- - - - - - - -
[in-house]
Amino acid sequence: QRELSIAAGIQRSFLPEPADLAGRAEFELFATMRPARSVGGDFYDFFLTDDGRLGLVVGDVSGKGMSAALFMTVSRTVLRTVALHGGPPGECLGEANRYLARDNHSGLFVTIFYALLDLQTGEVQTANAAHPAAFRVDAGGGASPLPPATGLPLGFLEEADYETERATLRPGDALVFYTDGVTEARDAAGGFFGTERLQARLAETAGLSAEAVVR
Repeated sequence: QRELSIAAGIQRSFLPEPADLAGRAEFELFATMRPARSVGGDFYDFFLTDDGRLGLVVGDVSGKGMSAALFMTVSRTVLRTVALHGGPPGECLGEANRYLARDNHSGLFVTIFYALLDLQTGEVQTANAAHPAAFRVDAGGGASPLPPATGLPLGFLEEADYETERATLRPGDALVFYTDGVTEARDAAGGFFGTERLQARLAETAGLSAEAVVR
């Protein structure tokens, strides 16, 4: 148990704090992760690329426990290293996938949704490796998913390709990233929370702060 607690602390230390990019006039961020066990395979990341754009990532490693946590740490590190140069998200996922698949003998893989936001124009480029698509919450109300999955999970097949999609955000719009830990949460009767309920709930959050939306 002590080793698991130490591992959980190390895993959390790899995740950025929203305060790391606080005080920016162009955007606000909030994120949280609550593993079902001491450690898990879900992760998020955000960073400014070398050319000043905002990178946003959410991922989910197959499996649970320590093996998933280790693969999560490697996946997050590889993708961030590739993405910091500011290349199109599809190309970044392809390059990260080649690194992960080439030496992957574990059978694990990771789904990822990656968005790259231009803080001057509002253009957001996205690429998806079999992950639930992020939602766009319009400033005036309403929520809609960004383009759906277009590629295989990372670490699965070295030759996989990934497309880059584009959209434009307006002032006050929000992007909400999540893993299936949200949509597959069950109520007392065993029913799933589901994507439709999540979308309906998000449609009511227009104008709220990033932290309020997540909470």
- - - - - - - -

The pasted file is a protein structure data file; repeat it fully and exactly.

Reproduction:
[in-house]
Amino acid sequence: QRELSIAAGIQRSFLPEPADLAGRAEFELFATMRPARSVGGDFYDFFLTDDGRLGLVVGDVSGKGMSAALFMTVSRTVLRTVALHGGPPGECLGEANRYLARDNHSGLFVTIFYALLDLQTGEVQTANAAHPAAFRVDAGGGASPLPPATGLPLGFLEEADYETERATLRPGDALVFYTDGVTEARDAAGGFFGTERLQARLAETAGLSAEAVVR
Repeated sequence: QRELSIAAGIQRSFLPEPADLAGRAEFELFATMRPARSVGGDFYDFFLTDDGRLGLVVGDVSGKGMSAALFMTVSRTVLRTVALHGGPPGECLGEANRYLARDNHSGLFVTIFYALLDLQTGEVQTANAAHPAAFRVDAGGGASPLPPATGLPLGFLEEADYETERATLRPGDALVFYTDGVTEARDAAGGFFGTERLQARLAETAGLSAEAVVR
């Protein structure tokens, strides 16, 4: 148990704090992760690329426990290293996938949704490796998913390709990233929370702060 607690602390230390990019006039961020066990395979990341754009990532490693946590740490590190140069998200996922698949003998893989936001124009480029698509919450109300999955999970097949999609955000719009830990949460009767309920709930959050939306 002590080793698991130490591992959980190390895993959390790899995740950025929203305060790391606080005080920016162009955007606000909030994120949280609550593993079902001491450690898990879900992760998020955000960073400014070398050319000043905002990178946003959410991922989910197959499996649970320590093996998933280790693969999560490697996946997050590889993708961030590739993405910091500011290349199109599809190309970044392809390059990260080649690194992960080439030496992957574990059978694990990771789904990822990656968005790259231009803080001057509002253009957001996205690429998806079999992950639930992020939602766009319009400033005036309403929520809609960004383009759906277009590629295989990372670490699965070295030759996989990934497309880059584009959209434009307006002032006050929000992007909400999540893993299936949200949509597959069950109520007392065993029913799933589901994507439709999540979308309906998000449609009511227009104008709220990033932290309020997540909470």